Jim Henson was perhaps one of the greatest story tellers, creative geniuses and an all round good person of the modern era. If you disagree, go watch the footage of his memorial, and I dare you not to shed a tear as Big Bird sings “It’s not easy being green.” Excuse me. I got something in my eye…
Oh yes…flashback to the early 80s, and a little of the 70s. With the Muppets and Sesame Street being a huge success, Jim turned his sights to a new story. A fantasy story inspired by the art work of Leonard B. Lubin, and the desire to get back to the idea that the Grimm fairy tales are meant to foster growth, even if they get a little scary from time to time. In 1982, The Dark Crystal went from idea, to reality.
Dark Crystal is a fantasy film about a young Gelfling named Jen, who is tasked with a mission by his wise foster father, to restore their world and save it from the darkness that has overtaken it. Sounds familiar, right? Henson pulls his inspiration from many great archetypal sources, and the connections to Tolkein, Campbell and the monomyth of the Journey abound in this film. What makes it such a powerful movie is that our hero is very young and naive. Watching the film as a seven year-old, it was very easy for me to be absorbed into the world and stakes of the story. Here was a role model, not much older than I was, being asked to rise to the challenge. I was hooked.
Thra, the fictitious fantasy world where the story is set, is gorgeous. Filmed in Scotland, the sweeping vistas and landscapes are breath taking. However, it is the creature and concept designs by Brian Froud that breath such life into the movie. While the Gelflings may have a typical “elfish” look to them, the rest of the characters, flora and fauna are so unique and amazing that they truly feel like living things, rather than animatronic hybrids of Jim Henson’s Muppets. While the movie effects may feel a little dated, the scope and size of such practical effects, especially in the creature design is something to behold, especially since this was done pre CGI era effects.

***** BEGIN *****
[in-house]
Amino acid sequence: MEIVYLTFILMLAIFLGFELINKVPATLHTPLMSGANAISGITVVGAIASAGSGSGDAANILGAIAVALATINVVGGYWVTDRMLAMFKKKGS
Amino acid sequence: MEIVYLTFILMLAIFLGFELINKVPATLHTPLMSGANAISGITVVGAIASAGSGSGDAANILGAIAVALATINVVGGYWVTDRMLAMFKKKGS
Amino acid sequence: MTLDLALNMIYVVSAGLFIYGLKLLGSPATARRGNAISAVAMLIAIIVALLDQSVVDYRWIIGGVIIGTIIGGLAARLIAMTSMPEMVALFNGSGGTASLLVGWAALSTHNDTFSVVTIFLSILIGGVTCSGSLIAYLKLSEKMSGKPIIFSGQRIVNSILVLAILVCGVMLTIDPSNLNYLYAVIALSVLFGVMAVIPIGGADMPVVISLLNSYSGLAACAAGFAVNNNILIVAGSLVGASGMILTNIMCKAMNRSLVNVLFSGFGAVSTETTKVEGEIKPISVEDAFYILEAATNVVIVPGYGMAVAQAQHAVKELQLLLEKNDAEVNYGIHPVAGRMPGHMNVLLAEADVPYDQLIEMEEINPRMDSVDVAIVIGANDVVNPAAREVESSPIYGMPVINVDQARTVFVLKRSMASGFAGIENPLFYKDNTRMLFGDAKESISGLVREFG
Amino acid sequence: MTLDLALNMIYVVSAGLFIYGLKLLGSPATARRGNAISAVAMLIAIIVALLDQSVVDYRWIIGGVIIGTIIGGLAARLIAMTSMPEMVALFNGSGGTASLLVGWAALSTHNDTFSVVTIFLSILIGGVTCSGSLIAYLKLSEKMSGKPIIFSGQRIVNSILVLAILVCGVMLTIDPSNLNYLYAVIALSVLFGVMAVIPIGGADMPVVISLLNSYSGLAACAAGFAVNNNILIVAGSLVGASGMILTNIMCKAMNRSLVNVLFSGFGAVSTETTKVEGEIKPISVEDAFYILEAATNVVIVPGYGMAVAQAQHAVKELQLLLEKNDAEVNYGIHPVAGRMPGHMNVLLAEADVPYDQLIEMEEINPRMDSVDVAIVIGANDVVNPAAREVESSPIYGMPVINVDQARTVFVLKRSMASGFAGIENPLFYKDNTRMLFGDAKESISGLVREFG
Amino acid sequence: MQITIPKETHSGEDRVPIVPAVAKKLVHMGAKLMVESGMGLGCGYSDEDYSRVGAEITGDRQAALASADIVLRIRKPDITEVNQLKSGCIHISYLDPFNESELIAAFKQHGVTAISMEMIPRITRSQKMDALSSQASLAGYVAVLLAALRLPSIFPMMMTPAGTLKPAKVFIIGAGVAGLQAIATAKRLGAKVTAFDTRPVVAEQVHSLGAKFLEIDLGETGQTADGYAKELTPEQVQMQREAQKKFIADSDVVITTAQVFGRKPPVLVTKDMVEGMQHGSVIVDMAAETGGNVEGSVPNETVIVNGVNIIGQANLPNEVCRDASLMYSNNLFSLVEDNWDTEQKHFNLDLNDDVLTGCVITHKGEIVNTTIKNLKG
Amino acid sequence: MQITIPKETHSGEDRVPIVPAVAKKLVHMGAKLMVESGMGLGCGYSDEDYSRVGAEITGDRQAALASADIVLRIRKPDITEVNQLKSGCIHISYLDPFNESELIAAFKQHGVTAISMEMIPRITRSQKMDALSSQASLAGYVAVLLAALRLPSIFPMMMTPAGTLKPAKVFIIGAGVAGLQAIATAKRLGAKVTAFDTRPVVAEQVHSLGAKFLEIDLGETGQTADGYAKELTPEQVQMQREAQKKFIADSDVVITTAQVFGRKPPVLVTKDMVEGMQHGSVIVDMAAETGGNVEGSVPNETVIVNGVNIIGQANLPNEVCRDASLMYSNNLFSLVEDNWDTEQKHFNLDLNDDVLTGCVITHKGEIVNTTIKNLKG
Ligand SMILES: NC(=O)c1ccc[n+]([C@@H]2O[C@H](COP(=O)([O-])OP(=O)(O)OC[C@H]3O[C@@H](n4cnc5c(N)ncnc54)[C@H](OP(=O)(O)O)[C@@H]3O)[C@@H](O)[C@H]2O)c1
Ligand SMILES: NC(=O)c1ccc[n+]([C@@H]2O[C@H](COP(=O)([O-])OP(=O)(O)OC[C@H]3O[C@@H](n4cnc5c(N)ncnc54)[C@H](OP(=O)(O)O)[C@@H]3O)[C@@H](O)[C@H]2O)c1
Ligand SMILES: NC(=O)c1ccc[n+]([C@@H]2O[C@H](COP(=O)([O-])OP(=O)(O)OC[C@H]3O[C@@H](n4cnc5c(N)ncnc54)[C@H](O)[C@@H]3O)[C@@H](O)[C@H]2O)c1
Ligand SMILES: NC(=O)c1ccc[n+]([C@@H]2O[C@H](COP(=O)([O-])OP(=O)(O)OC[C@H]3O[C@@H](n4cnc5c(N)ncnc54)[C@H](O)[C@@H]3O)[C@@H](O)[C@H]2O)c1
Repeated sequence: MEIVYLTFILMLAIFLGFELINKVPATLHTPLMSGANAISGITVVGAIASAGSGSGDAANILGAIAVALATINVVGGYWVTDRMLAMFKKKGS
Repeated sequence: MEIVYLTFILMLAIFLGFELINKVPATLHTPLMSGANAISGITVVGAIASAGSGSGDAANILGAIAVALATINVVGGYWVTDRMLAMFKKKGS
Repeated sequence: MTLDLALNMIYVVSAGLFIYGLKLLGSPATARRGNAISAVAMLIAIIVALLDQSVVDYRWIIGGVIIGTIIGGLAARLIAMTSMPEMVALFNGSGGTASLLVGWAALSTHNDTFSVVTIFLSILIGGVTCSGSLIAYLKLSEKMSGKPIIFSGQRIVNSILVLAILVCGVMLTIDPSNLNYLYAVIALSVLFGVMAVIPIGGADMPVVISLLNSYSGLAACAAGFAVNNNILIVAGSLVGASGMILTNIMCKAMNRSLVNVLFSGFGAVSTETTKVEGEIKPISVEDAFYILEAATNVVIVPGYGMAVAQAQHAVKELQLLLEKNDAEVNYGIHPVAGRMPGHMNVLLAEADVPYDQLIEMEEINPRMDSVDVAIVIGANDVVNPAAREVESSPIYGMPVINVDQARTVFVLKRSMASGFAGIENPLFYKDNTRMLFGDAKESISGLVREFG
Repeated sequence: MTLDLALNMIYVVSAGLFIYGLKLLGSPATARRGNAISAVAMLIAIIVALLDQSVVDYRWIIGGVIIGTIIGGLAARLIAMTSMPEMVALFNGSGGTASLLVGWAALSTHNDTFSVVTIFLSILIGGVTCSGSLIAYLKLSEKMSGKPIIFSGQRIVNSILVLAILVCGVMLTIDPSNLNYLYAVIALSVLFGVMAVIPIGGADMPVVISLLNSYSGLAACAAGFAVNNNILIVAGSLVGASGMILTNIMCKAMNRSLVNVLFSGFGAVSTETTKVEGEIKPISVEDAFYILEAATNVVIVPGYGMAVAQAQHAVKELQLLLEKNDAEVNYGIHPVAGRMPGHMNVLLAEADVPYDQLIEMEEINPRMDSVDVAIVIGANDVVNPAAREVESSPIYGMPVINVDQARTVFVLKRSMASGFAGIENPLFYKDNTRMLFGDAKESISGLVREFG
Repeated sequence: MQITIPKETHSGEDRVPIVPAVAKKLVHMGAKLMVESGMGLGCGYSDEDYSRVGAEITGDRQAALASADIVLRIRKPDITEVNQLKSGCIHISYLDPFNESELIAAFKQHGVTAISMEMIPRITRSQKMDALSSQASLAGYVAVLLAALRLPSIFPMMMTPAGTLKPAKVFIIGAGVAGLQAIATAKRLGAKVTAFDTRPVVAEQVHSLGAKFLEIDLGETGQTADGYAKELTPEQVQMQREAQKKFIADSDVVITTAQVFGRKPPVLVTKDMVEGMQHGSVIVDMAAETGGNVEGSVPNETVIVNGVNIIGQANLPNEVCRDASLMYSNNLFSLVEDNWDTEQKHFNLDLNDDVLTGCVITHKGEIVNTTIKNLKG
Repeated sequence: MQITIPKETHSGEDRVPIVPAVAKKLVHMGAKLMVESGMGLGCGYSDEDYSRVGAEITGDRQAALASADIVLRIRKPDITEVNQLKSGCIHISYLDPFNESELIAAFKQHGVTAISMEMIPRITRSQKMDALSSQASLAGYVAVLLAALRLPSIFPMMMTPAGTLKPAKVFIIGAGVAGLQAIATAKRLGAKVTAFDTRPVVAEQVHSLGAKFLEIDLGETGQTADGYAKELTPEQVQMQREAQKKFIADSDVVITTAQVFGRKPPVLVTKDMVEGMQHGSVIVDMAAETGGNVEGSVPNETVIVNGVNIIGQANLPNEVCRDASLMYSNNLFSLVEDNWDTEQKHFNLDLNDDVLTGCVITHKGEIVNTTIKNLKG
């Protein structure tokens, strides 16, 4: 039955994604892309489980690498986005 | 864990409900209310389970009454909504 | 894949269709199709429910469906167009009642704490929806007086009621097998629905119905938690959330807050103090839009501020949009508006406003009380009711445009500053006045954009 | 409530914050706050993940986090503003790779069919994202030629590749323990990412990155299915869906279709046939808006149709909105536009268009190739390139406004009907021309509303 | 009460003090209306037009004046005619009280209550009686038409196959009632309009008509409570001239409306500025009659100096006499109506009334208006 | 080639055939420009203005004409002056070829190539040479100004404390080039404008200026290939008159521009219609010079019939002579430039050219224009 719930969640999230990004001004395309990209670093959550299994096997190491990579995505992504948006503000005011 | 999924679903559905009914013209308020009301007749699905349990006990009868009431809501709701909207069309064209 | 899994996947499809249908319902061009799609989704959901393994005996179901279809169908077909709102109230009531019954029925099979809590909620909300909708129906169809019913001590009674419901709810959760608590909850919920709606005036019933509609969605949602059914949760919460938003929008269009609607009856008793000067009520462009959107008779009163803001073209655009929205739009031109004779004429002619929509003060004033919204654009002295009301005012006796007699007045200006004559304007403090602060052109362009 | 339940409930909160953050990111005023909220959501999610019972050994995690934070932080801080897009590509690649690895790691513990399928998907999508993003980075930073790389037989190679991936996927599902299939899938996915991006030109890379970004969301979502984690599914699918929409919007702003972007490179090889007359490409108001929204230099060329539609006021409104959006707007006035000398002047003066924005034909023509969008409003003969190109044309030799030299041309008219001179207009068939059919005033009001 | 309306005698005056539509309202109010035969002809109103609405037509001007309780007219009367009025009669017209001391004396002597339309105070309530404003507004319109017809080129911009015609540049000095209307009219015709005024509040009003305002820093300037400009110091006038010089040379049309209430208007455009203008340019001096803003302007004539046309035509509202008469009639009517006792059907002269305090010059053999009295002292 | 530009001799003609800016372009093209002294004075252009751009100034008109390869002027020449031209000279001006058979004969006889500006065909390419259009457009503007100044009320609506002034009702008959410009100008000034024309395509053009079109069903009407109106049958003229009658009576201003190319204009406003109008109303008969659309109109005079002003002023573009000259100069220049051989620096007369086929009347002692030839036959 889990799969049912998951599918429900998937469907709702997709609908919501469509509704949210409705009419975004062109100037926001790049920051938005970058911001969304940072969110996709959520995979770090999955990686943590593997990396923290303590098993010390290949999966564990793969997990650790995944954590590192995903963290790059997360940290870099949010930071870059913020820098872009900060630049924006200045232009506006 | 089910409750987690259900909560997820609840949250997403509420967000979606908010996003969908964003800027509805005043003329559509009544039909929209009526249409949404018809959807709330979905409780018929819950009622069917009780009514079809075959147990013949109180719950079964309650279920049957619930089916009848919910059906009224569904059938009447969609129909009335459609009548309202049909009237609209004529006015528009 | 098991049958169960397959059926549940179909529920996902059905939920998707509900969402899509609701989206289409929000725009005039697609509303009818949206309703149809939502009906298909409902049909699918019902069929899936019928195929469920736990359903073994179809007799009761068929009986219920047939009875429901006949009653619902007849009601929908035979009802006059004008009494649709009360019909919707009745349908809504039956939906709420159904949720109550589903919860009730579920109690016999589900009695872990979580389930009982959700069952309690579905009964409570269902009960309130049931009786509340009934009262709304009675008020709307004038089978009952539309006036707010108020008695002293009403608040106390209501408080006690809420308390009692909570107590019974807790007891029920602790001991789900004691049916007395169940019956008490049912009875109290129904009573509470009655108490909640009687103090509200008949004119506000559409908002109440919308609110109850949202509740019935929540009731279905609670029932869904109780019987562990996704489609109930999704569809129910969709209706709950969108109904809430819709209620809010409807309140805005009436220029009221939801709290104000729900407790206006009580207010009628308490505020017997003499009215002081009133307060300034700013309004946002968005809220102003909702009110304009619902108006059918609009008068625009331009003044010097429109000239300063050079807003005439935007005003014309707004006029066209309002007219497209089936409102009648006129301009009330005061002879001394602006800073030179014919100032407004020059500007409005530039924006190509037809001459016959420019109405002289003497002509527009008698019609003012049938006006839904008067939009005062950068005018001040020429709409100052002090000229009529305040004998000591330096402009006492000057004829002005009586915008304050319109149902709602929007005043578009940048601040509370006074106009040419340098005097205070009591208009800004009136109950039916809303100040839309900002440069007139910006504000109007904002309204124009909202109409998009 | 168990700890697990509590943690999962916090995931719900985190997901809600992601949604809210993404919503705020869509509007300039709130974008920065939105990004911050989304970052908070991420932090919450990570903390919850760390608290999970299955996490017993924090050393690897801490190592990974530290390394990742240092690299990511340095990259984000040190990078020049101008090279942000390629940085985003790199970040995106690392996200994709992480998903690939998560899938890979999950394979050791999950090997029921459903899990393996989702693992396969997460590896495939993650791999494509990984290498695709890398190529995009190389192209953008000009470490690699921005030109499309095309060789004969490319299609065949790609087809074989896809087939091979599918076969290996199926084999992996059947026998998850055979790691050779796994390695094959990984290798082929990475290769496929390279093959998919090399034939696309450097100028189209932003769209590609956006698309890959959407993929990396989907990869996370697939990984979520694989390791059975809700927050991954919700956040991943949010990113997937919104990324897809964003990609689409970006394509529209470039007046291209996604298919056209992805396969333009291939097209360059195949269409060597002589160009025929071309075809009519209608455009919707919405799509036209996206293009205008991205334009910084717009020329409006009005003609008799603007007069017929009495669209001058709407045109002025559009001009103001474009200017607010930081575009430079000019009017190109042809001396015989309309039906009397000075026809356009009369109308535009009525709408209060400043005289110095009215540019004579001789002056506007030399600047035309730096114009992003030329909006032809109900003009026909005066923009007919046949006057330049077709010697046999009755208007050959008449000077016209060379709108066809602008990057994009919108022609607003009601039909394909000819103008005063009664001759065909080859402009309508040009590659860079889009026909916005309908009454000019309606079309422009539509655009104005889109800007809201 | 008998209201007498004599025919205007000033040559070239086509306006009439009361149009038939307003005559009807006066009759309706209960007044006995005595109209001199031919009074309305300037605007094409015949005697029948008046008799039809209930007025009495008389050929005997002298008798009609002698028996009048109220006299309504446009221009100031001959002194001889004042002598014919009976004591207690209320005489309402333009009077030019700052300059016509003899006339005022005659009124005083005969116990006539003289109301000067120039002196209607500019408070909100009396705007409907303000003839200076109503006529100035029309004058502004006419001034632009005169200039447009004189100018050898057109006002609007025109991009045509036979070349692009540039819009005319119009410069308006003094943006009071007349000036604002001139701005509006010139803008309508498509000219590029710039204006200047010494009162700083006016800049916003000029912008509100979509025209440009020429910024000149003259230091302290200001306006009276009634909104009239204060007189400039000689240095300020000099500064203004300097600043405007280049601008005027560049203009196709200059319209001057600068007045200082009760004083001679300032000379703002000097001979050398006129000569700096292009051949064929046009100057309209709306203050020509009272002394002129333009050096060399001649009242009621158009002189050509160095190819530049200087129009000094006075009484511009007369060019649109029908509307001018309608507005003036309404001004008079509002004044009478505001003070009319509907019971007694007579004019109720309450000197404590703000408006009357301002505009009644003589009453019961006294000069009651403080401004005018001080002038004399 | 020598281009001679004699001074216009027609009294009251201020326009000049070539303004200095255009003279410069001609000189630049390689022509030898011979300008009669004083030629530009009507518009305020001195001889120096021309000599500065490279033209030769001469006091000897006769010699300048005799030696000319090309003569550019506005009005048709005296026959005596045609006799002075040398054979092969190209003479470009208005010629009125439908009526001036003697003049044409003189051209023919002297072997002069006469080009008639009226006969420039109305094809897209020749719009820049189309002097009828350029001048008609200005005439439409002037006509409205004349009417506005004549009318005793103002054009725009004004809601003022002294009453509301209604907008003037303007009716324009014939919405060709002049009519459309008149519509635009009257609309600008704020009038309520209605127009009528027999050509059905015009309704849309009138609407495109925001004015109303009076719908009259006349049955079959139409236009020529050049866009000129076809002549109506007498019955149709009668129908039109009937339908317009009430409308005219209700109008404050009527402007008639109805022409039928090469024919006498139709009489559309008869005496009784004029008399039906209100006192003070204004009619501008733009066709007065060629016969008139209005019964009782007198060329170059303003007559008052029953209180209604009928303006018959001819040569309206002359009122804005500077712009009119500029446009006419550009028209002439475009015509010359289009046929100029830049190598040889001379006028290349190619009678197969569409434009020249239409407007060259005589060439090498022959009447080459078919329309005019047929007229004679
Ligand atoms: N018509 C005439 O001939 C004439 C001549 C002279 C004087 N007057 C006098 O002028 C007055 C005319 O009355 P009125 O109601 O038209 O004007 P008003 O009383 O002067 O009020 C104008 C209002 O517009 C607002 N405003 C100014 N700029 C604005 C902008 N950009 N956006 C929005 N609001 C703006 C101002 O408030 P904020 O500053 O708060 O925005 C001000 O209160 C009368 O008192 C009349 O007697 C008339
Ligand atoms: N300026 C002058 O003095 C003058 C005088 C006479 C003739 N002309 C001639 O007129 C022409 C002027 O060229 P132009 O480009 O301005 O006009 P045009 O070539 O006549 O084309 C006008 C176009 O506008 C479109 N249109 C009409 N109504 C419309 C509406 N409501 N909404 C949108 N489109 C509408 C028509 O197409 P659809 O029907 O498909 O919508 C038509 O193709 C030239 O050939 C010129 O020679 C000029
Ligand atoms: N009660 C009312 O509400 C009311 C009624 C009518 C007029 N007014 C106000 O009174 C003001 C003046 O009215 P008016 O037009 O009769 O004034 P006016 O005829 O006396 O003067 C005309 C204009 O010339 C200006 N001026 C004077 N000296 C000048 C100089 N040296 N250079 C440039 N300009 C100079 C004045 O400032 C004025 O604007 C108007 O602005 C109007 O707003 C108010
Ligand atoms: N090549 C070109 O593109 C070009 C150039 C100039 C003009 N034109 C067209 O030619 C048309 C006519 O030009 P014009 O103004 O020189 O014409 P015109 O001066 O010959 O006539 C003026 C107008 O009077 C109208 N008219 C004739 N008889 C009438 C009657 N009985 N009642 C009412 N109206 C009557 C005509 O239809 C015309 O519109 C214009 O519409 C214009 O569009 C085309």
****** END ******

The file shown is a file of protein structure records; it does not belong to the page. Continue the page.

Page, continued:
Also, a movie needs a superior score to highlight such a heartfelt story. Trevor Jones’ soundtrack to the movie is inspiring, welcoming, warm, frightening and haunting all at the same time. He moves effortlessly from happiness and safety one moment, into utter fear and terror the next.
On the whole, this movie I feel is one of my life long favourites, and for good reason beyond the nostalgia factor. And it is easy to see that The Dark Crystal is still important to many others as well. It has inspired video games, musicians, an English Manga series, toys, trading cards and now has spawned a series of books, and a new comic book series that follows the sequel to the original movie.
One of the most poignant things I take away from the movie is a line of dialogue between Jen, and his companion, Kira. I never noticed it at first, but it struck me like lightening years later. Kira sees some pictograms of some sort on a wall of an ancient Gelfling building. She asks Jen, “What are these strange things?” Jen replies, “Well…it’s writing.” Never seeing writing before she asks, “What’s writing?” Jen thinks about it then replies as best he can.
“Words that stay.”
And for me, this is why the movie rocks. Thanks Jim. Not just for this, but for everything. Here are some YouTube clips to show you a little bit more about the film. Thoughts and feedback are welcome! Cheers!
Soundtrack – By Trevor Jones
A behind the scenes clip of the special effects and concept designs by Brian Froud
And Big Bird…Just because I am cold and heartless…no I am not…! WAHHHHHH! (Sniff!)